However, having been brutally alerted to what can go wrong in a home birth situation, I was prepared to concede that the risk in the hospital was less. What forced me to dig deeper into the modern childbirth culture was the realization that our daughter and son-in-law did not agree. What I had thought was primarily a matter of comfort and convenience turned out to have a far more serious side.
I will confess it now: I started my investigation with the intent of convincing them that they were wrong. If we, back in the dark ages, were able to find plenty of choice for childbirth options, and doctors and hospitals happy to go along with our wishes, surely there must be even more and better choice now. And certainly it would be worth giving up a few conveniences for the added safety of having the medical expertise and equipment readily available in the unlikely event it would be needed.
Culture shock. As part of my effort to understand the enthusiasm of home birth advocates, I began reading books as well as checking out websites. Perhaps the most shocking realization was that what I was reading was modern. One book, Ina May’s Guide to Childbirth, by Ina May Gaskin, who is probably America’s best-known midwife, had a copyright date of 2003! If it had been written in the mid-70’s I would not have been surprised. Have we really lost all that we fought for? What happened to progress?
There have been medical advances. Preemies are living who would have died 20 years ago. In utero surgery is correcting defects even before birth. On the cutting edge, there has been progress. But what of normal childbirth? Where has it gone? It appears that there has been a deep division in the world of birthing babies. Progress was made in the areas that meant so much to us when we were having children, but mostly outside of the mainstream. Reading about it made me wish I could have another go at childbirth, even in these benighted days. Techniques for avoiding episiotomies; improved methods of non-drug pain management; the rise of the “doula” (a specially trained assistant and patient advocate); more encouragement to take advantage of different labor and delivery positions—hands and knees, squatting, vertical, hanging from a rope or bar, using a “birthing ball” (though I haven’t quite figured out how), and our daughter’s favorite, the labor pool; letting the umbilical cord stop pulsing before cutting it; quiet surroundings with dim lights to lessen the shock of birth. Even the World Health Organization now acknowledges that it is a good thing for a woman to eat and drink during labor. Having been allowed nothing to eat, it is no wonder I needed the support of some IV glucose toward the end of my 20-hour labor with our first child. (Reading the WHO recommendations is a scary thing, especially looking at all the things that probably would have happened to us if she had been born now instead of 25 years ago. With her posterior presentation and my consequent long labor, I wonder if a doctor these days would have the patience that ours did to let me do it all naturally.)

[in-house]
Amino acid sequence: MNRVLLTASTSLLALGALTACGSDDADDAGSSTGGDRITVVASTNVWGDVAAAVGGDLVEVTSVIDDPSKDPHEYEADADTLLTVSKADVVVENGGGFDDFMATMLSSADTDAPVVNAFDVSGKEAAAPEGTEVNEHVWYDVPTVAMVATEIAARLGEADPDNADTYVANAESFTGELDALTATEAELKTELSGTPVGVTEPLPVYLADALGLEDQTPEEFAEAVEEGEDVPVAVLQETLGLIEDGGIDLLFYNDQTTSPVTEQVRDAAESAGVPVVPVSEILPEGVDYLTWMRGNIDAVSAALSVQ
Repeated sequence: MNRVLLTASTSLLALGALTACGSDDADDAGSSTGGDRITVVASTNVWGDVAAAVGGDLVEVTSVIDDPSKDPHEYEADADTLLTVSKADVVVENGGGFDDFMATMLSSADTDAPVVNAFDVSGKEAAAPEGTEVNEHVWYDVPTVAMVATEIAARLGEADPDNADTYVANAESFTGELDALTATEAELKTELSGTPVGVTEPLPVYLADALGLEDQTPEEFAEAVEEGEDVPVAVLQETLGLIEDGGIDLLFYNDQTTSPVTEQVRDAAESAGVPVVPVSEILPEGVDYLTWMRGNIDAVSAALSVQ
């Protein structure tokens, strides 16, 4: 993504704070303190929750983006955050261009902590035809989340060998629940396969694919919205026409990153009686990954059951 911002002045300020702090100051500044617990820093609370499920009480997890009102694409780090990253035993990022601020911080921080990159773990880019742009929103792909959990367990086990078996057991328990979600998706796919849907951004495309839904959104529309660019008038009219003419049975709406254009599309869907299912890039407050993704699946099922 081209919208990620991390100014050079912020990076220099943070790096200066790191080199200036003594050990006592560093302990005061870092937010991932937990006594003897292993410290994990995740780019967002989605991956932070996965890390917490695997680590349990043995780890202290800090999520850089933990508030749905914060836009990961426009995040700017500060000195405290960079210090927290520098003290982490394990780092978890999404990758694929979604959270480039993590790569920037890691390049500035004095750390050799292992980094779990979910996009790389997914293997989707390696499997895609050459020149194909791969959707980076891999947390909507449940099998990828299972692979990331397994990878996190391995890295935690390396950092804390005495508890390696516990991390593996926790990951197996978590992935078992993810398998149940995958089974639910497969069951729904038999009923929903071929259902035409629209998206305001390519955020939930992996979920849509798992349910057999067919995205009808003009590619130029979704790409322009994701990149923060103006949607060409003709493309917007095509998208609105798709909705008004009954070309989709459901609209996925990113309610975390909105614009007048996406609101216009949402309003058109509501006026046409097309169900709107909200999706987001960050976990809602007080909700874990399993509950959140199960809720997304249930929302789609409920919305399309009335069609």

Ideally, all this advancement in natural and emergency childbirth procedures should be working together, but it doesn’t seem to have happened, at least not as a rule. It’s hard to tell just who’s to blame for it, but I suspect the insurance companies have to take a large share of responsibility. Not to mention lawyers and people who think that every negative medical outcome justifies a sky-high legal settlement. Obstetricians are distraught because of the high cost of malpractice insurance, and are trying to cover themselves legally by being aggressive with medical interventions where in earlier times they might have been more patient. Nor is patience seen as a virtue in the world of managed care, where doctors must see so many patients that they cannot give them the time they need. (I haven’t confirmed this myself with any obstetricians, but it accords so well with what I’ve heard from other doctors and nurses that I do not doubt it.) I understand that Certified Nurse Midwives have had some success in bridging the gap, but they, too, are being driven by their insurance companies, by the nature of their training and certification, and by their need to be under the authority of doctors and hospitals, to take a more medical approach.